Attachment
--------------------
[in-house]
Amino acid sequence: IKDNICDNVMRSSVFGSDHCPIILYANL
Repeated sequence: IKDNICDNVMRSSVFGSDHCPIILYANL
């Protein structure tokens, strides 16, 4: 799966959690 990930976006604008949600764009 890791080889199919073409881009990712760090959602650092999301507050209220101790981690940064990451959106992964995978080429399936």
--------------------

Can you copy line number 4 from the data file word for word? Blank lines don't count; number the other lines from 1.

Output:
């Protein structure tokens, strides 16, 4: 799966959690 990930976006604008949600764009 890791080889199919073409881009990712760090959602650092999301507050209220101790981690940064990451959106992964995978080429399936």